I wanted to make something special for Election Day. I knew I would be working from home today, so it didn’t take long to reach a decision.
Napoleon isn’t hard to make – it just takes a lot of time. Which is why I only make it a couple times per year.
The first time I made it was in 2005 for Stas’ birthday (it was our first birthday together). Wanting to do something special for him, I “sneakily” learned that it was his favorite.
At the time, I spent a long time scouring the internet, searching for the best recipe. Most recipes I found were in Russian or poorly-translated English. It didn’t help that I had never even seen or heard of the torte before – so I wasn’t even sure what I was looking for, or how to tell when I had found “the” recipe.
I think the recipe I finally settled on came from recipezaar.com. I’ve been using the same one ever since, with one modification: Instead of making my own puff pastry, I buy the frozen Peppridge Farms kind – it’s just easier that way.
- 1 package Peppridge Farm Puff Pastry Sheets
- Filling #1:
3/4 cup granulated sugar
5 tablespoons flour
1/4 teaspoon salt
2 cups milk, scalded
4 egg yolks, beaten
1 teaspoon vanilla
- Filling #2:
2 (14 oz. each) cans sweetened condensed milk
6 egg yolks, beaten
2 teaspoons vanilla extract
1/2 lb butter, softened
Step 1: Gather all ingredients and preheat oven to 400 degrees F:
Step 2: Prepare puff pastry. Open the box and unfold the sheets. If they’re still too frozen, leave them out on the counter for 5-10 minutes. There are 2 full sheets in the box – I cut each sheet into 6 equal pieces, for a total of 12 pieces.
Take each piece and roll them out one by one on a well-floured surface, until paper-thin. I then trim them into equal-sized squares, using a square plate as a guide.
Poke each piece with a fork all over and bake for 10 minutes, or until golden brown. Cool on a cooling rack.
Here’s one of my sheets, rolled and trimmed:
and here’s my stack of finished (baked) sheets, plus a bowl of baked scrap pieces. These will come in handy later, for the finishing touch:
Step 3: (Prepare filling #1)
Scald the milk in a small pot.
Mix sugar, flour and salt in the top of a double-boiler (or if you’re like me and don’t have a fancy double-boiler, make your own using a glass bowl and a pot). Gradually add the scalded milk, stirring constantly:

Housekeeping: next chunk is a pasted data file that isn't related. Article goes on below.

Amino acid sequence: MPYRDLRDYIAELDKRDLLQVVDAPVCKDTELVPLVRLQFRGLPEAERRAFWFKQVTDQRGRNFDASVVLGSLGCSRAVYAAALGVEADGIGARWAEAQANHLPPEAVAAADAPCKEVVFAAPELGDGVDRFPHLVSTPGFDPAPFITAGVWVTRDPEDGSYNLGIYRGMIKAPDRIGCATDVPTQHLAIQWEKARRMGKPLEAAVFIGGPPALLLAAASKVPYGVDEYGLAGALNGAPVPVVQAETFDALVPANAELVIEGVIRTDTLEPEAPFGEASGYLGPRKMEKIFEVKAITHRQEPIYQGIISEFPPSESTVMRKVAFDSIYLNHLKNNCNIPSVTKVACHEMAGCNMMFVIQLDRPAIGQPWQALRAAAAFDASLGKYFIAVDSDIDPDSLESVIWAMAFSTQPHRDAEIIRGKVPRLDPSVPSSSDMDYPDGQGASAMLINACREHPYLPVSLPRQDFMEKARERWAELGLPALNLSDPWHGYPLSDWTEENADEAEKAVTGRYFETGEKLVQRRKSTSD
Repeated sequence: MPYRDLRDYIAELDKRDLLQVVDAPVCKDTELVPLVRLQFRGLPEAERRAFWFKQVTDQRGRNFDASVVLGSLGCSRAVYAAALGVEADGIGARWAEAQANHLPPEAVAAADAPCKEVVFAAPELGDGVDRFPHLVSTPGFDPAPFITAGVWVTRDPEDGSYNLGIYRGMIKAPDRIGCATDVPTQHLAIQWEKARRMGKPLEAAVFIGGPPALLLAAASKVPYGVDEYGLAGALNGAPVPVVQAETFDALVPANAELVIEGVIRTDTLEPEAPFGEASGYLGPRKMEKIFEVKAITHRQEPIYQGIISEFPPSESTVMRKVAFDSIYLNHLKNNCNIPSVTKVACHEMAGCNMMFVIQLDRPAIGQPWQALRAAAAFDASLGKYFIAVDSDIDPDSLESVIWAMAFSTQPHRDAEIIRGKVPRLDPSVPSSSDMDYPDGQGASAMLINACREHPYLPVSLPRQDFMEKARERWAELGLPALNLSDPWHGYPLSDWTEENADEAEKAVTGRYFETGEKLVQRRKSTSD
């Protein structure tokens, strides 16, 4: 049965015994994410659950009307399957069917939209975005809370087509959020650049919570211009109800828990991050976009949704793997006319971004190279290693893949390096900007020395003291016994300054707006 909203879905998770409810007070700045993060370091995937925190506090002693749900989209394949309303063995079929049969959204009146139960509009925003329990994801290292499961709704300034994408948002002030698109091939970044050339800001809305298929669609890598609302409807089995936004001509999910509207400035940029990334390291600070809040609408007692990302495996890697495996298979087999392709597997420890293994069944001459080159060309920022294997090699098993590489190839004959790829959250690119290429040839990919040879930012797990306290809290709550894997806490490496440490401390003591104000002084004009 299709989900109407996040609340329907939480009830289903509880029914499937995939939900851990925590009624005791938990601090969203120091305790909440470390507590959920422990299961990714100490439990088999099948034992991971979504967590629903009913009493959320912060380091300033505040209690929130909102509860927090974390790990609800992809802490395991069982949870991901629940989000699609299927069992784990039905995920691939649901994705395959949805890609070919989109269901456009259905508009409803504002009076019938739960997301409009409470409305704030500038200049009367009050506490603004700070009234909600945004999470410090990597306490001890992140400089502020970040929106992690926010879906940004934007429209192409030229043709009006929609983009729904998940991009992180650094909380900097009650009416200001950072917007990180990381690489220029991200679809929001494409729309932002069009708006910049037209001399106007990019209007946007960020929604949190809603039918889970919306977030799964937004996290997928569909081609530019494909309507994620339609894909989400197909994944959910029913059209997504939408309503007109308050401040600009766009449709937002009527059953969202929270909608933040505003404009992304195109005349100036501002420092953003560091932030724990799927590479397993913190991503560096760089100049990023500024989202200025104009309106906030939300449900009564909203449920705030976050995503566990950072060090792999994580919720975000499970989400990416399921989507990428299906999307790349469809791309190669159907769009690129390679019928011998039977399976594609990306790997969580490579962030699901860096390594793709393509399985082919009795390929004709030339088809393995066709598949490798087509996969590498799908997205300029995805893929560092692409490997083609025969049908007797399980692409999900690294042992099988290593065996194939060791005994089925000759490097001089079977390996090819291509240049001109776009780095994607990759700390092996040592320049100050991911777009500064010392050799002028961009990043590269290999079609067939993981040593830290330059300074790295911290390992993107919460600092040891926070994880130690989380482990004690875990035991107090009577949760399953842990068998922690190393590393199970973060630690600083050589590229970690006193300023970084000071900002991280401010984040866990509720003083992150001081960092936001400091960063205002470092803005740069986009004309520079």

I switched to an immersion blender to mix in the milk and break up any chunks:
Cook and stir until thickened. Temper the egg yolks and add them to the mixture. Cook for 2 minutes. Remove from heat, cool and chill. I place plastic wrap over the top while cooling to prevent a crust from forming:
Step 4: (Prepare filling #2)
Pour the sweetened condensed milk into the top of a double-boiler and cook, stirring frequently, until thickened. This will take anywhere from 30-90 minutes (the recipe I use says 30, but I cook mine for 90).
**This step is very important because under-cooking will result in a runny, messy filling. It took me a few times to figure this step out.
Thickened (90 minutes later). Notice that it got a bit darker:
Add tempered egg yolks in a thin stream, stirring constantly. (again, I use the immersion blender here).
Add vanilla. Cook for 10 minutes, stirring constantly. It will become a bit thicker and darker:
Remove from heat, cool and chill. (Like filling #1, I cover it with plastic wrap to prevent a crust).
Step 5: Once filling #1 has chilled, stir in the vanilla.
Step 6: Once filling #2 has chilled, beat the butter until fluffy, then slowly add it in.
Here are the 2 finished fillings. Filling #1 is on the left and #2 is on the right:
Step 7: Assemble the torte. Start with a puff pastry sheet. Cover with some of filling #1. Add another puff pastry sheet. Cover with some of filling #2. Continue doing this, alternating puff pastry, filling #1, puff pastry, filling #2, etc. until you have used all of the pastry sheets. End with one of the fillings.
Here is my torte after a few layers. Don’t put too much filling in each layer, and don’t worry about going all the way to the edge. As it settles, the weight of the torte will press the filling out and over the edges. And definitely don’t worry about being neat. You’ll cover the whole thing with puff pastry crumbs at the end:
Step 8: Crumble the puff pastry scraps and sprinkle all over the top and sides:
(Cheburashka loves Napoleon)
Step 9: Place in refrigerator for several hours at least – but it’s better to leave it in overnight before eating.
My Napoleon isn’t the prettiest – it’s certainly not as even and perfect as one you would see in a store, but it’s yummy (so says Stas). As it sits in the fridge, it’ll settle and compress a bit and the layers of puff pastry will absorb some of the moisture of the fillings and soften.
I always have filling left when I’m done. I normally throw it out, but I think this time I’ll buy some wafers from the Russian deli and make a Napoleon-type dessert with them… something to bring to work and share with people.